An example of instruction that combines all three focuses is the writing workshop, followed by the writing process. First, students select topics to write about, then they engage in prewriting activities. Finally, they begin developing their drafts. Prewriting activities include topic discussion, setting goals, creating outlines, and mini-lessons. Before a writing workshop begins, the teacher delivers a mini-lesson to center on one specific technique, such as voice (the writer’s tone and style as fit for an assignment) or point of view (first person, third person, omniscient). For most of the workshop, students should write and engage in both teacher and peer conferences. At the end of the workshop, the whole class shares individual writing (Higgins 311). Students can read passages directly from their work, or they can offer a summary of what their work is about and how they went about their writing process.
With such instruction, students are not denied the experience that comes with reading and writing; they can still become caught up in a book, engage in the characters, explore an array of perspectives, challenge universal truths, and develop positions (which could turn into a thesis) that they are passionate about. Teachers do not have to stick to the five-tier essay, although it should be discussed for test purposes; they can have students write memoirs, reviews, short stories, persuasive essays, and blog posts. A student’s strength and confidence in writing increases with experience; experience is limited if a student only learns to write formal essays. Students will learn to notice and correct conventional errors more easily if they have experience with a vast assortment of writing styles.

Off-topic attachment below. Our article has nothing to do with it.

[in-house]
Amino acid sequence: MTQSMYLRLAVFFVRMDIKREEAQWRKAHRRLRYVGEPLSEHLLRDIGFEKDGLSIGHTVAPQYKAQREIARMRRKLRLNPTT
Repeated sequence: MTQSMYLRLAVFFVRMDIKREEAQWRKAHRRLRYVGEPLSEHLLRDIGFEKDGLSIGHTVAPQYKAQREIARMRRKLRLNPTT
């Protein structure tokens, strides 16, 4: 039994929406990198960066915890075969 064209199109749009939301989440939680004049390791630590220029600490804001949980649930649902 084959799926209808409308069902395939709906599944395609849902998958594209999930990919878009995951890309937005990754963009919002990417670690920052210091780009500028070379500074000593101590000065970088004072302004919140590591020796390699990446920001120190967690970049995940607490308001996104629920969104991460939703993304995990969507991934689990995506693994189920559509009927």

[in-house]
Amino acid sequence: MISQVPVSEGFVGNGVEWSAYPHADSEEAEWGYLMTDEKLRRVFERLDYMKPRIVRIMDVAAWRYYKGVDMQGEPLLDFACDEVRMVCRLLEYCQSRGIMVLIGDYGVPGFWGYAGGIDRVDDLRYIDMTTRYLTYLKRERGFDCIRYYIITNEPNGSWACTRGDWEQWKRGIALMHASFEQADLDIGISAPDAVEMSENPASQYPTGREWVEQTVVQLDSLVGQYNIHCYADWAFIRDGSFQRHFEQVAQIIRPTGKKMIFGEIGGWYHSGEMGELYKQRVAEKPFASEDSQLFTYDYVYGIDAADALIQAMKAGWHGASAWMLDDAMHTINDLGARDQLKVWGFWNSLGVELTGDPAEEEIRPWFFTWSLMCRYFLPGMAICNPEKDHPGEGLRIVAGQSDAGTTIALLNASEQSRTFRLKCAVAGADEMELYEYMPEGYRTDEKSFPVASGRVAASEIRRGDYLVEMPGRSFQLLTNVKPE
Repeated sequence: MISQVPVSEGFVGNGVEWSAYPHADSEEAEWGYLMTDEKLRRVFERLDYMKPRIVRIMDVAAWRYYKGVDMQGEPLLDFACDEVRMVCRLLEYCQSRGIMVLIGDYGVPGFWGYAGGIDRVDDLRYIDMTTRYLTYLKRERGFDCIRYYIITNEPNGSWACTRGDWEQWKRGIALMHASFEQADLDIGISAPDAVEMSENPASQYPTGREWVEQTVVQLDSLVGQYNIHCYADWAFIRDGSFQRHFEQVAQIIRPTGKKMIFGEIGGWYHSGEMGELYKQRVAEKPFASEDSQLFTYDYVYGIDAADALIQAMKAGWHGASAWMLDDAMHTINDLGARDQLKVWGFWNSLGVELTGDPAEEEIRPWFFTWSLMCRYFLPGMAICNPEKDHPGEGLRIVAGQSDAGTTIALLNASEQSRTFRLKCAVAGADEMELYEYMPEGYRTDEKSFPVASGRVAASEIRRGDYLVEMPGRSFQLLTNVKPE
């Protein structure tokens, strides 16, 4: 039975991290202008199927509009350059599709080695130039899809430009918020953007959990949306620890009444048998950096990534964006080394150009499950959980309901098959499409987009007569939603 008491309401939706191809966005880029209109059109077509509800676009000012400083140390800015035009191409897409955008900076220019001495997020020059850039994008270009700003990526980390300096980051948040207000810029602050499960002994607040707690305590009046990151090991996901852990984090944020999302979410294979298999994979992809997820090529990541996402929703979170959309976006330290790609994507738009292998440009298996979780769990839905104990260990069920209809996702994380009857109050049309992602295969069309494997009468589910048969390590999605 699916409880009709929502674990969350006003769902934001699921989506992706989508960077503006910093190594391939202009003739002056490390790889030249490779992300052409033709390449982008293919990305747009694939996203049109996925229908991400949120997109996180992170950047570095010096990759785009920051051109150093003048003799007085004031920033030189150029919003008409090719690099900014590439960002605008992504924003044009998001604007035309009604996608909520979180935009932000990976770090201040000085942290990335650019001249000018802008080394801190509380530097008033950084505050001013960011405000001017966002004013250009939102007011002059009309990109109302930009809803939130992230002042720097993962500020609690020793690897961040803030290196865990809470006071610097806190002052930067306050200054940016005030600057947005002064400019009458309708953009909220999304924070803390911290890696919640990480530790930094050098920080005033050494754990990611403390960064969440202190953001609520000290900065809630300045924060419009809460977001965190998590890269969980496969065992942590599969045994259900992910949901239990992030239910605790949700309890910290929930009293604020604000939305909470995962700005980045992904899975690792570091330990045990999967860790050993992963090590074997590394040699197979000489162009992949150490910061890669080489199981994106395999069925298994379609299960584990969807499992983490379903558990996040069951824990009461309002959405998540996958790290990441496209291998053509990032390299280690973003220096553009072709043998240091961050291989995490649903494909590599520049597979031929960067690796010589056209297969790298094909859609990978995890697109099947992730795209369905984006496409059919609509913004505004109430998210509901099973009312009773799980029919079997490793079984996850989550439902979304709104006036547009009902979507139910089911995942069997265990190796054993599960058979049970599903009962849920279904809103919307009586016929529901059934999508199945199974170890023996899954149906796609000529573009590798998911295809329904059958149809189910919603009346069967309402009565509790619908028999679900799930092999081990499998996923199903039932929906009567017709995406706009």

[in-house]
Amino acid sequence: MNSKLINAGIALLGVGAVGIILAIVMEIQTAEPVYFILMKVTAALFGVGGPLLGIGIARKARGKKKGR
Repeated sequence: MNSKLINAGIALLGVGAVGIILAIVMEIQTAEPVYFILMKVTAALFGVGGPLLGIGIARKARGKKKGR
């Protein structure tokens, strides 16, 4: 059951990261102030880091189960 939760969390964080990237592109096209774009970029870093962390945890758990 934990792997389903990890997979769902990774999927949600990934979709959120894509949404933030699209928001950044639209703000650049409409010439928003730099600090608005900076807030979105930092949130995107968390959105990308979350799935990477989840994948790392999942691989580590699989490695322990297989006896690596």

Also, effective writing instruction turns students into lifelong learners, providing them with lasting habits. It seems when students learn just for the test, the information is plainly memorized and then forgotten, never grasped.
The change from teaching for learning to teaching for test results is a narrowing of the curriculum (Higgins 310). With a narrower curriculum, students are actually learning far less, and teachers are deskilled (Ricci 343). So it’s time to take a stand. Balance best practices and testing requirements. Instruct writing and reading freely, encourage creativity, and simultaneously teach mechanical conventions and the necessary rules of the English language. “Fluent, independent writers” (Higgins 315) develop when we teach effective practices, not when we simply ”teach to the test.”
Higgens, Betty, & Miller, Melinda & Wegmann, Susan. (2006). Teaching to the Test…Not! Balancing Best Practices and Testing Requirements in Writing. International Reading Association, 60(4), 310-319.
Ricci, Carlo. (2004). The Case Against Standardized Testing and a Call for a Revitalization of Democracy. The Review of Education, Pedagogy, and Cultural Studies, 339-346